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Trade Liberalisation and Human Capital Adjustment

  • Rod Falvey
  • David Greenaway
  • Joana Silva

This paper highlights the way in which workers of different age and ability are affected by anticipated and unanticipated trade liberalisations. A two-factor (skilled and unskilled labour), two-sector Heckscher-Ohlin model is supplemented with an education sector which uses skilled labour and time to convert unskilled into skilled workers. A skilled worker’s income depends on ability, but all unskilled workers have the same income. Trade liberalisation in an abundant country increases the relative wage and induces skill upgrading by existing workforce. Younger and more able workers are most likely to upgrade, but not all are better off after liberalisation: Older and less able upgraders are likely to lose. For an anticipated liberalisation the preferred upgrading strategies depend on ability and much of the upgrading takes place before liberalisation. This implies that some workers who would have upgraded had they anticipated the liberalisation will not do so if it is unanticipated, and post-liberalisation adjustment assistance will fail to compensate some losers and distort the upgrading decisions of others.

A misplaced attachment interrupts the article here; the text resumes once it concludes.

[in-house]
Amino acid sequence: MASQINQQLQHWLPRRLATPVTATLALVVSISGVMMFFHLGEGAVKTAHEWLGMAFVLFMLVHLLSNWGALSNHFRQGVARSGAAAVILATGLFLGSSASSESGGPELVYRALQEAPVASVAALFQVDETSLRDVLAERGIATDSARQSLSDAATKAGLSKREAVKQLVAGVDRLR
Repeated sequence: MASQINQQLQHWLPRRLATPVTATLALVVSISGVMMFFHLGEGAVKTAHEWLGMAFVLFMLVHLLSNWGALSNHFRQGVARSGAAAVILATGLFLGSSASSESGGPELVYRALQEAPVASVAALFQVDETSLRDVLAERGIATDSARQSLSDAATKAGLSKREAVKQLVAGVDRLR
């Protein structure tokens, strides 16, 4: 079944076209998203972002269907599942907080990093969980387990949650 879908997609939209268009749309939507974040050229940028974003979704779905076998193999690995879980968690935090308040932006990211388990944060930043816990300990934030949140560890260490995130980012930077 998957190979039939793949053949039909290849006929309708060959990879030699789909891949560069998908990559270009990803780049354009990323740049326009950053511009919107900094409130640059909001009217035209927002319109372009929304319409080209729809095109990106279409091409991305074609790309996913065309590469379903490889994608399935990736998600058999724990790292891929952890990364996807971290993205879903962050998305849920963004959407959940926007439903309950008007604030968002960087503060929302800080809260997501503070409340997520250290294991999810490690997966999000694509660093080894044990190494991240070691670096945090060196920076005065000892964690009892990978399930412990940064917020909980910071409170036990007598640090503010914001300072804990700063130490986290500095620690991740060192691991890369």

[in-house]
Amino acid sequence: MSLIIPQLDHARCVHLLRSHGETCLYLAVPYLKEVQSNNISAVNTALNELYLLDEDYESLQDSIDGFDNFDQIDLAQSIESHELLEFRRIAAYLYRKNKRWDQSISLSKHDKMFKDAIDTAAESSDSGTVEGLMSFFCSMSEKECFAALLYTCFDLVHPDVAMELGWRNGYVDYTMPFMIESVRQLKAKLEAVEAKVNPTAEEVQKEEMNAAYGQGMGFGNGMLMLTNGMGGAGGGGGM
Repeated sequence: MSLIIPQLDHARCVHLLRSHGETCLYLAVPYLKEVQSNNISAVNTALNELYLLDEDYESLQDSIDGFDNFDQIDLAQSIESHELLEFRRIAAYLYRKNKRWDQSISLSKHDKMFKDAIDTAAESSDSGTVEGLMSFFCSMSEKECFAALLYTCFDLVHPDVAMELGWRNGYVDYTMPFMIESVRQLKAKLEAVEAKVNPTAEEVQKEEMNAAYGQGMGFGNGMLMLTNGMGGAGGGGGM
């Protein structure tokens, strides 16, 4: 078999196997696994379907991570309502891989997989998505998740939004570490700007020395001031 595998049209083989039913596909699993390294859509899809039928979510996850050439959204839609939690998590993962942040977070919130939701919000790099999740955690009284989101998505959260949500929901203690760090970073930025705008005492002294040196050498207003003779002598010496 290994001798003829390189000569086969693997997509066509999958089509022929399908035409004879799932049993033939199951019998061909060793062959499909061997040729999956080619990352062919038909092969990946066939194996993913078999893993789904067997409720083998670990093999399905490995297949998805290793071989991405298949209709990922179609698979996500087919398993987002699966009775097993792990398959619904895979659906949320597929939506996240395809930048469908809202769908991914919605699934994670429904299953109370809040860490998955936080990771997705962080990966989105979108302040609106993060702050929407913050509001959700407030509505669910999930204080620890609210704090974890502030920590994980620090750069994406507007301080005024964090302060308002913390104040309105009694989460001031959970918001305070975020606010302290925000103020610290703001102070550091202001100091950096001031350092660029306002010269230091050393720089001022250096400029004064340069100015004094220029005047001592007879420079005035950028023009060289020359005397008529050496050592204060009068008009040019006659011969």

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Paper provided by University of Nottingham, GEP in its series Discussion Papers with number 07/34.

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Handle: RePEc:not:notgep:07/34
Contact details of provider: Postal: School of Economics University of Nottingham University Park Nottingham NG7 2RD
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  1. Matusz, Steven J. & Tarr, David, 1999. "Adjusting to trade policy reform," Policy Research Working Paper Series 2142, The World Bank.
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  12. Martin, John P, 1976. "Variable Factor Supplies and the Heckscher-Ohlin-Samuelson Model," Economic Journal, Royal Economic Society, vol. 86(344), pages 820-31, December.
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